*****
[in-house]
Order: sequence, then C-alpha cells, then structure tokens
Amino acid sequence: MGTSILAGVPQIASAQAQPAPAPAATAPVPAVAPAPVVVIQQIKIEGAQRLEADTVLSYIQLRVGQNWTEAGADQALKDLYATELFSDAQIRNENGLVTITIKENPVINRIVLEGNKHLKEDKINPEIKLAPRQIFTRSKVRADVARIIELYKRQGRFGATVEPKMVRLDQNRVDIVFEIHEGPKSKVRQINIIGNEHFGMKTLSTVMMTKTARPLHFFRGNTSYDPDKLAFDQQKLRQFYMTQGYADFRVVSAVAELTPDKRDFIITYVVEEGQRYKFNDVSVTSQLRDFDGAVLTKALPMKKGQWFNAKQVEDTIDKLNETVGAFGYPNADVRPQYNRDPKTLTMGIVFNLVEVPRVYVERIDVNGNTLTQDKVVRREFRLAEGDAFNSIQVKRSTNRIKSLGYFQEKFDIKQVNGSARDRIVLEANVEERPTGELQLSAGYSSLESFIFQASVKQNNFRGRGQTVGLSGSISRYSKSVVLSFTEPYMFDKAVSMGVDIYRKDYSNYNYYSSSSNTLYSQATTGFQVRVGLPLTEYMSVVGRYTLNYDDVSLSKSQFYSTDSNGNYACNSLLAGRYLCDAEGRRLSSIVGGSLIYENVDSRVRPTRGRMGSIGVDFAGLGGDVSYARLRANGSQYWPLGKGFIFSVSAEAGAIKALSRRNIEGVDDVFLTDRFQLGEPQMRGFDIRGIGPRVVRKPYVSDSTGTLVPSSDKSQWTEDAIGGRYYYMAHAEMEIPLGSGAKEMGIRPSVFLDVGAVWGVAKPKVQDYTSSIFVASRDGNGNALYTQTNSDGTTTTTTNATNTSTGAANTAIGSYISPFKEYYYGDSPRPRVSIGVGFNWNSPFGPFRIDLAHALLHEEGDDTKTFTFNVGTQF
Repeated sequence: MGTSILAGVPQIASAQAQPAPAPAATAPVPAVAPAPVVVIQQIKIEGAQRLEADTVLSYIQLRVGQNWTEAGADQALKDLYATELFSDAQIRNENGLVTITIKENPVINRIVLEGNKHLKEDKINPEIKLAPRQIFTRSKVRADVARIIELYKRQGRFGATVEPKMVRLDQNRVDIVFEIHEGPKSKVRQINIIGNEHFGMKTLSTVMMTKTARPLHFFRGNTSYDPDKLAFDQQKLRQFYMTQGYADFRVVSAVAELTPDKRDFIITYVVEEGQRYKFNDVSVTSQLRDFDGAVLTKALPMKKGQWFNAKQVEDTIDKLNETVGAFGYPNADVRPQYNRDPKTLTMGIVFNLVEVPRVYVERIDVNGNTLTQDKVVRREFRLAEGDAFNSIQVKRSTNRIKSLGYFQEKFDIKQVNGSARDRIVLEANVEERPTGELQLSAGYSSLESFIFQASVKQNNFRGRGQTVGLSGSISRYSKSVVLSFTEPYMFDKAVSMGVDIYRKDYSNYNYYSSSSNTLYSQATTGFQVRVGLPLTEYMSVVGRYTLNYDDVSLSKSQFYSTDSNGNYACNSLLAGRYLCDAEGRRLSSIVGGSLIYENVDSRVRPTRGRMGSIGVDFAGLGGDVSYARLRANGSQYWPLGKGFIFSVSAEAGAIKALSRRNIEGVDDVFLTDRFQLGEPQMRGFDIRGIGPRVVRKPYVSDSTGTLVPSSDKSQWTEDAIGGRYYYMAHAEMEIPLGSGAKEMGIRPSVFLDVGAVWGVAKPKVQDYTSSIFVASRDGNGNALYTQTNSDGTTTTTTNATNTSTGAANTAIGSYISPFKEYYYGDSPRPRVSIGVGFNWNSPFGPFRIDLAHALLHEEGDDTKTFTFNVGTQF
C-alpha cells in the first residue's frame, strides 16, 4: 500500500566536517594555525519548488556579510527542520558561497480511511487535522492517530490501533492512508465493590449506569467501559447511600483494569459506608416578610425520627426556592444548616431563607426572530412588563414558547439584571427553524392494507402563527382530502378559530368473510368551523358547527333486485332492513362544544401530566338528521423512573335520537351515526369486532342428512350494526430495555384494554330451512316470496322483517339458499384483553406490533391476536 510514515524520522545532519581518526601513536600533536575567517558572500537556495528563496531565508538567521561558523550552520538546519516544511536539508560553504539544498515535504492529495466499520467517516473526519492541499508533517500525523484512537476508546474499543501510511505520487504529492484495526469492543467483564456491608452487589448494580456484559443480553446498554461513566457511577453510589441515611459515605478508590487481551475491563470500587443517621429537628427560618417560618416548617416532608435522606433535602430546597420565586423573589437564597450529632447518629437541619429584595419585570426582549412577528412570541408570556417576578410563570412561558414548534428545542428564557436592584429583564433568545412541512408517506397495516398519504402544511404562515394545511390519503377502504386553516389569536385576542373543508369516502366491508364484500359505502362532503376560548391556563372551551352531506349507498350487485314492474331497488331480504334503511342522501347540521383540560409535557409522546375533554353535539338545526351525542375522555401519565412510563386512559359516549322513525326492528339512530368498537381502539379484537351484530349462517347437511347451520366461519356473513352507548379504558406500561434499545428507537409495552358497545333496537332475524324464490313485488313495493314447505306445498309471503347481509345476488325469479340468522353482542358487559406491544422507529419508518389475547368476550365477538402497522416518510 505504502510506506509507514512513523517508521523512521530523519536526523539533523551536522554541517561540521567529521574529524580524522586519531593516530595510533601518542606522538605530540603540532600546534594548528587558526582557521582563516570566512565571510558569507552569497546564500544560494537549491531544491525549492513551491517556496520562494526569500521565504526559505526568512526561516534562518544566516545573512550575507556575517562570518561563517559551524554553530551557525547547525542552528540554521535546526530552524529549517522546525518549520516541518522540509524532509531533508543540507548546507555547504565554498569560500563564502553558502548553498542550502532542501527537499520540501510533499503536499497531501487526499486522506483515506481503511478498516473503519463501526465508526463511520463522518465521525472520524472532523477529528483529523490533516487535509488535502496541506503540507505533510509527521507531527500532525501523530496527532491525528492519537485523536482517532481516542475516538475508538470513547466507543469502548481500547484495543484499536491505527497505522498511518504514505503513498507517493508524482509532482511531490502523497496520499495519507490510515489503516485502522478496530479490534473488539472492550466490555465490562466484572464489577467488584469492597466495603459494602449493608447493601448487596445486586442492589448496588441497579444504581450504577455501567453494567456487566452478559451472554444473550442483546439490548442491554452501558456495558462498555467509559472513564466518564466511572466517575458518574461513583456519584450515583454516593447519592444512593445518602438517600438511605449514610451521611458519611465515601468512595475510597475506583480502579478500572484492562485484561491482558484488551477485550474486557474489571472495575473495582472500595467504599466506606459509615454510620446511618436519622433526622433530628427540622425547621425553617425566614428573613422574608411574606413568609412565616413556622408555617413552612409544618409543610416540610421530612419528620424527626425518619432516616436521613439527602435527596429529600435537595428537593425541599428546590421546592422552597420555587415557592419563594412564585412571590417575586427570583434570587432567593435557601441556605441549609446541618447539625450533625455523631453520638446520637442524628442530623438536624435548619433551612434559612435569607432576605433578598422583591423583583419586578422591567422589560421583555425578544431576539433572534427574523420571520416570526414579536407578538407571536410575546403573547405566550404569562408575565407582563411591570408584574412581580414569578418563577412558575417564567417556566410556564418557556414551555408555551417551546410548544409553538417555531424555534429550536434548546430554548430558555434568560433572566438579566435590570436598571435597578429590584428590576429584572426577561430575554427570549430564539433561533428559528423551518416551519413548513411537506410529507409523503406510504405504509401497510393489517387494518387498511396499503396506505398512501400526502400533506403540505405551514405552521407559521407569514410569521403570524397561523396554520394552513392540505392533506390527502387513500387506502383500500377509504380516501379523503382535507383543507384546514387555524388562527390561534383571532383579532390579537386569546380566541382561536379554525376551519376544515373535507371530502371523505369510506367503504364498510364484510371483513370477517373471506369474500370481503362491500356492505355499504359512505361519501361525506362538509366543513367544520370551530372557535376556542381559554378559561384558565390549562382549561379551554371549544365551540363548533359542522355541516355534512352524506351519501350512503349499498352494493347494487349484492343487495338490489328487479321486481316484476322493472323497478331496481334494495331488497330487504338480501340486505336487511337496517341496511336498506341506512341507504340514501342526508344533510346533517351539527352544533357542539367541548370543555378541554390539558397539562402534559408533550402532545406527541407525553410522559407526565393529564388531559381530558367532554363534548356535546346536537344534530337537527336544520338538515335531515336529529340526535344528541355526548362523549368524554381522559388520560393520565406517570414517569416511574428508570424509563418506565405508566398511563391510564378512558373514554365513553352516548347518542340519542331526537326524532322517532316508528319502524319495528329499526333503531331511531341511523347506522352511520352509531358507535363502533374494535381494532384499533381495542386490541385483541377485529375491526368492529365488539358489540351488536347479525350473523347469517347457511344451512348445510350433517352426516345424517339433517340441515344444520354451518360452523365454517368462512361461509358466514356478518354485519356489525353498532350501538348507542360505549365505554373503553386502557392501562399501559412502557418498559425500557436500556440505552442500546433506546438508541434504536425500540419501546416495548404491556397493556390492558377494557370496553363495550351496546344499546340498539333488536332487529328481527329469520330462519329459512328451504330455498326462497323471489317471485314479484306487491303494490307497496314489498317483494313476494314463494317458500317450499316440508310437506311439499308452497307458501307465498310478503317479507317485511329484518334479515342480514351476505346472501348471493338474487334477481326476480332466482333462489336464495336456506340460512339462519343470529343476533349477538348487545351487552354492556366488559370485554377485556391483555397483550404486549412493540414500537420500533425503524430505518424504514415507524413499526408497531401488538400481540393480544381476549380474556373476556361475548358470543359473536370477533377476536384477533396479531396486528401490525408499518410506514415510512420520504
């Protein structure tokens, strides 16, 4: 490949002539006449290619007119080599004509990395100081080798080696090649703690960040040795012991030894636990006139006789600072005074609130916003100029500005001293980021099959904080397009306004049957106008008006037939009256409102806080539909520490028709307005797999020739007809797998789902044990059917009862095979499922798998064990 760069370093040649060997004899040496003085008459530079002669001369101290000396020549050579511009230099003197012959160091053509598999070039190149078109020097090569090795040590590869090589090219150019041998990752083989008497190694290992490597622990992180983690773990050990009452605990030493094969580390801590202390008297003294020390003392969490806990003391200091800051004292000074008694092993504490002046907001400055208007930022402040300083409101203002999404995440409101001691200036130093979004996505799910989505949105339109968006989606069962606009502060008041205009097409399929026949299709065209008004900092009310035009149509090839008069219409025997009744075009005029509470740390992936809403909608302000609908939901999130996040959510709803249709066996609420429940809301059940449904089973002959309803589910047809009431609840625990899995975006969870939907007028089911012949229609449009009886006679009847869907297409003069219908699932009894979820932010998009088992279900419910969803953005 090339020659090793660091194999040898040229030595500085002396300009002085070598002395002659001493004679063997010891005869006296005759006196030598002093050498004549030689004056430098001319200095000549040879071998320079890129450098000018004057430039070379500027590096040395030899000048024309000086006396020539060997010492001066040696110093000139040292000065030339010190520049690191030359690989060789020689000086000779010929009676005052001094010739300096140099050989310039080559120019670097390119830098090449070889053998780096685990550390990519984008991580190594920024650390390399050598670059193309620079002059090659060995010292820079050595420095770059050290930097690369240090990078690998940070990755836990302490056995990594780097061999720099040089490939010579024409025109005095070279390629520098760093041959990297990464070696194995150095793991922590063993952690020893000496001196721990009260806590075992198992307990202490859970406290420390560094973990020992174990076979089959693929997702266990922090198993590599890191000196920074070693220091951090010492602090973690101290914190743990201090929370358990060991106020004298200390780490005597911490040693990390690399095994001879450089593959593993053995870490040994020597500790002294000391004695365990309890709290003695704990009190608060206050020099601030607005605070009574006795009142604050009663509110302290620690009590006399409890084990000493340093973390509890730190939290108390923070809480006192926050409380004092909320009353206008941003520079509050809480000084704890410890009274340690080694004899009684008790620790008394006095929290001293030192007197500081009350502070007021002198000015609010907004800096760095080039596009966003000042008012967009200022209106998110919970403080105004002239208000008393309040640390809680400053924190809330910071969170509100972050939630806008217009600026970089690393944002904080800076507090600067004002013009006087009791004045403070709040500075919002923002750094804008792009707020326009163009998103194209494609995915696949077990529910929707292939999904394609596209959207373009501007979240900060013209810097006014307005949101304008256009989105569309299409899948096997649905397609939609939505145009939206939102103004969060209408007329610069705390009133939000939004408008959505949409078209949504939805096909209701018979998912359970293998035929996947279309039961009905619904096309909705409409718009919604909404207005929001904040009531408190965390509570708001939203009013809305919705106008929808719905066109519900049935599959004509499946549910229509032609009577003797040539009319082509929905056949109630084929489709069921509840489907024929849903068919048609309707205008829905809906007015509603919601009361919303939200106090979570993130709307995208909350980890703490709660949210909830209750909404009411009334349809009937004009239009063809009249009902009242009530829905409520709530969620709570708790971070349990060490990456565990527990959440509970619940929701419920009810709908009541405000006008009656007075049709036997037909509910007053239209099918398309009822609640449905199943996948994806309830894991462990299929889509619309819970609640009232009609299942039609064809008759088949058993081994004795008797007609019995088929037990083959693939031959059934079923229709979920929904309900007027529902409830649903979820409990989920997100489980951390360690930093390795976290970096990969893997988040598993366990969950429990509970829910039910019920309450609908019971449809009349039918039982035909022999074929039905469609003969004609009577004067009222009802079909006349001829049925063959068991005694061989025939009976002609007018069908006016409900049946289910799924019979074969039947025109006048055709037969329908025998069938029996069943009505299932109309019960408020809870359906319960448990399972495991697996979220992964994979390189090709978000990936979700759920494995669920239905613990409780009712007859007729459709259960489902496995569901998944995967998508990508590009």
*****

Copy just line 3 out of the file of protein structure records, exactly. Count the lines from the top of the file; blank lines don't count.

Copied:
Amino acid sequence: MGTSILAGVPQIASAQAQPAPAPAATAPVPAVAPAPVVVIQQIKIEGAQRLEADTVLSYIQLRVGQNWTEAGADQALKDLYATELFSDAQIRNENGLVTITIKENPVINRIVLEGNKHLKEDKINPEIKLAPRQIFTRSKVRADVARIIELYKRQGRFGATVEPKMVRLDQNRVDIVFEIHEGPKSKVRQINIIGNEHFGMKTLSTVMMTKTARPLHFFRGNTSYDPDKLAFDQQKLRQFYMTQGYADFRVVSAVAELTPDKRDFIITYVVEEGQRYKFNDVSVTSQLRDFDGAVLTKALPMKKGQWFNAKQVEDTIDKLNETVGAFGYPNADVRPQYNRDPKTLTMGIVFNLVEVPRVYVERIDVNGNTLTQDKVVRREFRLAEGDAFNSIQVKRSTNRIKSLGYFQEKFDIKQVNGSARDRIVLEANVEERPTGELQLSAGYSSLESFIFQASVKQNNFRGRGQTVGLSGSISRYSKSVVLSFTEPYMFDKAVSMGVDIYRKDYSNYNYYSSSSNTLYSQATTGFQVRVGLPLTEYMSVVGRYTLNYDDVSLSKSQFYSTDSNGNYACNSLLAGRYLCDAEGRRLSSIVGGSLIYENVDSRVRPTRGRMGSIGVDFAGLGGDVSYARLRANGSQYWPLGKGFIFSVSAEAGAIKALSRRNIEGVDDVFLTDRFQLGEPQMRGFDIRGIGPRVVRKPYVSDSTGTLVPSSDKSQWTEDAIGGRYYYMAHAEMEIPLGSGAKEMGIRPSVFLDVGAVWGVAKPKVQDYTSSIFVASRDGNGNALYTQTNSDGTTTTTTNATNTSTGAANTAIGSYISPFKEYYYGDSPRPRVSIGVGFNWNSPFGPFRIDLAHALLHEEGDDTKTFTFNVGTQF